Laquan McDonald: Chicago Leaders Call for Peaceful Protest

Jesse Jackson at Laquon McDonald protest (Paul Beaty / Associated Press)
Paul Beaty / Associated Press

Protests have broken out all over Chicago as people gather to express outrage over the police shooting of an African American teenager, Laquon McDonald. The shooting happened in October 2014, but video of the incident was only released Tuesday evening.

During the afternoon, as protests were being planned, community leaders helping to plan the marches called for peaceful protests, in hopes that Chicago would not repeat the unrest seen in cities such as Ferguson, New York City and Philadelphia.

McDonald, 17, was shot 16 times by Chicago police officer Jason Van Dyke, who had responded to the scene only some 30 seconds before opening fire.

“Chicago is on the tipping point,” the Rev. Roosevelt Watkins told Chicago’s WLS TV. “We could be just like Ferguson.”

“We want people to see the positive professional males that are in our community,” the Reverend continued.

“As incendiary as this video may be, and we’ve all heard the rumors, remain calm,” State Rep. Elgie Sims added. “Don’t incite violence in our community. Or exact violence on our community. Let’s use that energy in a positive way.”

Calling the shooting “hideous,” Chicago Mayor Rahm Emanuel also called for peaceful protests.

“People have a right and should exercise their First Amendment rights. Do it in a focused way, a responsible way so your voices and ideas are heard. I want all stakeholders–whether you’re the mayor, a religious leader, community leader, an educator or a small business owner–to exercise both your residency and your citizenship in Chicago,” Emanuel said.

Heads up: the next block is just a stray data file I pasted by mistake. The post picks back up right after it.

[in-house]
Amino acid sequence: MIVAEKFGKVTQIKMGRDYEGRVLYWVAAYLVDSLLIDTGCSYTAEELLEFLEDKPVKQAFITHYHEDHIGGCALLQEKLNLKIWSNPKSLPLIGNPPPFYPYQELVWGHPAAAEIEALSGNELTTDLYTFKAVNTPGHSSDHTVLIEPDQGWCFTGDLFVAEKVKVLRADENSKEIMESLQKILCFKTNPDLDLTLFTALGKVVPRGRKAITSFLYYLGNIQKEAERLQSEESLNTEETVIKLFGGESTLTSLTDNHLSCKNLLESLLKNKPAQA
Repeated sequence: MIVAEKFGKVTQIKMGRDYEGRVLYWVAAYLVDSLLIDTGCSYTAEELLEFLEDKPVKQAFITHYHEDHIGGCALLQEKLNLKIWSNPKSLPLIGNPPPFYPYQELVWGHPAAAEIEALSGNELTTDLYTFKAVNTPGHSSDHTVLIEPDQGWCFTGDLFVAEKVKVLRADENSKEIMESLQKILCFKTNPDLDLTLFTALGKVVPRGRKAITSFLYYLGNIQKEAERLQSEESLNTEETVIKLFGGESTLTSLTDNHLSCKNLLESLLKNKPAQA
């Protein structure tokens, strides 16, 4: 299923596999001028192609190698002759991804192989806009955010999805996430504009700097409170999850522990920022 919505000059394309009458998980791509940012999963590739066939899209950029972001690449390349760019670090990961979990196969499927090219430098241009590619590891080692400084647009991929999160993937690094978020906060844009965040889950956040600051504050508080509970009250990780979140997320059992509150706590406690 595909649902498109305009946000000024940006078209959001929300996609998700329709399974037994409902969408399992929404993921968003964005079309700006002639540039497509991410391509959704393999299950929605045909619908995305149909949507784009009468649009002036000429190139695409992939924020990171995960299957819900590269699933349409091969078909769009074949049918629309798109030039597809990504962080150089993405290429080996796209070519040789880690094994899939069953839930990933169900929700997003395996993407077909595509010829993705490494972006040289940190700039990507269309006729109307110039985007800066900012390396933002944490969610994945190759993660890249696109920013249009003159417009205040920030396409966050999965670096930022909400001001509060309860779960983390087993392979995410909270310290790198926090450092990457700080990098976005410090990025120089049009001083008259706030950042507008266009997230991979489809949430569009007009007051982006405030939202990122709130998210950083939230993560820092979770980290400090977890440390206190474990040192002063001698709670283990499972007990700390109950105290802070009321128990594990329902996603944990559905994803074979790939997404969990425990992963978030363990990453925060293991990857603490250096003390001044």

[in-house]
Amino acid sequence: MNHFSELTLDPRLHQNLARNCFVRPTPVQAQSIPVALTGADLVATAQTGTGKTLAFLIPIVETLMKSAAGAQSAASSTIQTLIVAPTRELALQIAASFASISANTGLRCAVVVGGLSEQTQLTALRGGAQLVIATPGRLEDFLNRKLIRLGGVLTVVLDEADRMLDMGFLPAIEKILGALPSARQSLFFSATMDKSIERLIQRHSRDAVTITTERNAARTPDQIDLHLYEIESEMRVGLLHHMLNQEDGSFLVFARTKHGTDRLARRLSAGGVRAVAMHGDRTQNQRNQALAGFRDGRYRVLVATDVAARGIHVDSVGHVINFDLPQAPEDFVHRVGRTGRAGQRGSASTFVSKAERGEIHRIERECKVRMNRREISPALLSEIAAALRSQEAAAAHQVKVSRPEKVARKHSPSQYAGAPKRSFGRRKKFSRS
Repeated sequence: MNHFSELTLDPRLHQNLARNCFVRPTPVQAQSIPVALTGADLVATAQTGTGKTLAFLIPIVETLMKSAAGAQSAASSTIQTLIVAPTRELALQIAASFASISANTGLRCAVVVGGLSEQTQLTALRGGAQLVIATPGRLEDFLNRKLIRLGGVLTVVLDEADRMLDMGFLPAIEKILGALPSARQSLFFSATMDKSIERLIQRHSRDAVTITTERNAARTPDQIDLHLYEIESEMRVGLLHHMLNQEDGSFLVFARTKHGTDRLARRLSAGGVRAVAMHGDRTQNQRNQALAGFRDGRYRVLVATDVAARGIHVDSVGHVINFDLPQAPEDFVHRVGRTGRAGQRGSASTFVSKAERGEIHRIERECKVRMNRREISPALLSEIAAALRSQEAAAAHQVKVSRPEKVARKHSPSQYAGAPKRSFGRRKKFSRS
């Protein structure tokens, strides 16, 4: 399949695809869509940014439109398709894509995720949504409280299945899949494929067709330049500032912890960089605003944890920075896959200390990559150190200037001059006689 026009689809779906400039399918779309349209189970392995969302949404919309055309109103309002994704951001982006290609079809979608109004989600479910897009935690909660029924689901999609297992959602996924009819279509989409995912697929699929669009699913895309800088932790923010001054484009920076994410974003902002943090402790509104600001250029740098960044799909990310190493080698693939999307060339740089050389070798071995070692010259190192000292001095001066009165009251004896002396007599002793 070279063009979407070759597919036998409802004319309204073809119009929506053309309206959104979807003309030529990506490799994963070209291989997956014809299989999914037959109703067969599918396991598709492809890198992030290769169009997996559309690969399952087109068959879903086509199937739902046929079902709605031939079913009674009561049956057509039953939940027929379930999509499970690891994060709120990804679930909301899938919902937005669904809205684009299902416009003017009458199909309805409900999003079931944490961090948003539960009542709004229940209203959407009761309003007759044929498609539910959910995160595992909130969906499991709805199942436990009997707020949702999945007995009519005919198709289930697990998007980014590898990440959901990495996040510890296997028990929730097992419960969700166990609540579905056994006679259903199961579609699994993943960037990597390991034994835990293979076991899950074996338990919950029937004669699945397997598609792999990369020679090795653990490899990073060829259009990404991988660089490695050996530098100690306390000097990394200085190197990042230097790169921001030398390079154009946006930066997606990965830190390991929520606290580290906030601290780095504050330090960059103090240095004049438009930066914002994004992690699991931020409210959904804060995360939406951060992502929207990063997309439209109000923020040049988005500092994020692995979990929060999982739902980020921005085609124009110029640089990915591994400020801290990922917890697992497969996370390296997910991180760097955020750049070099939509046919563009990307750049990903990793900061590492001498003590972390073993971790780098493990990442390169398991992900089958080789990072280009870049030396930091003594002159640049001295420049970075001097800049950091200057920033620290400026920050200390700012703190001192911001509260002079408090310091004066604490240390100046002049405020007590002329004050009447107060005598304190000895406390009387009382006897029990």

For his part, Chicago Police Superintendent Garry McCarthy warned protesters that the city would not tolerate rioting over McDonald’s shooting.

“People have right to be angry but they do not have right to commit criminal acts. We will be intolerant of criminal behavior,” McCarthy said on Tuesday.

But Reverend Jesse Jackson of Operation Push has called for the resignation of police superintendent McCarthy.

“I have high regard for McCarthy as a person, but his job, he’s lost credibility,” Rev. Jackson said. “The police department is no longer credible.”

Charlene Carruthers, the National Director of the Black Youth Project 100, said that while some are worried what the protesters will do, she is more worried about what the police are doing.

Carruthers said, “They’re very concerned with the city remaining peaceful, but unfortunately, the community, or the target, that is being told to remain peaceful is not the Chicago Police Department.”

For some time the city and police department fought demands that the dashcam video of the incident be released to the public.

This video is stark and shows the white officer shooting the teen who was walking away. It is known that the 17-year-old McDonald had a small knife in his hand, and police had ordered him to drop the weapon. The officer opened fire and continued to fire even after the teen had fallen barely moving to the ground.

The video is shocking and Chicagoans have struggled to see how the police can justify the shooting. It appears that authorities are not standing by the officer, as he has been indicted for first degree murder. Van Dyke maintains his innocence; he has had the support of the police union.

As she announced her intentions of charging the officer with murder, State’s Attorney Anita Alvarez said of the video, “It is graphic. It is violent. It is chilling. This video will tear at the hearts of all Chicagoans.”

Follow Warner Todd Huston on Twitter @warnerthuston or email the author at


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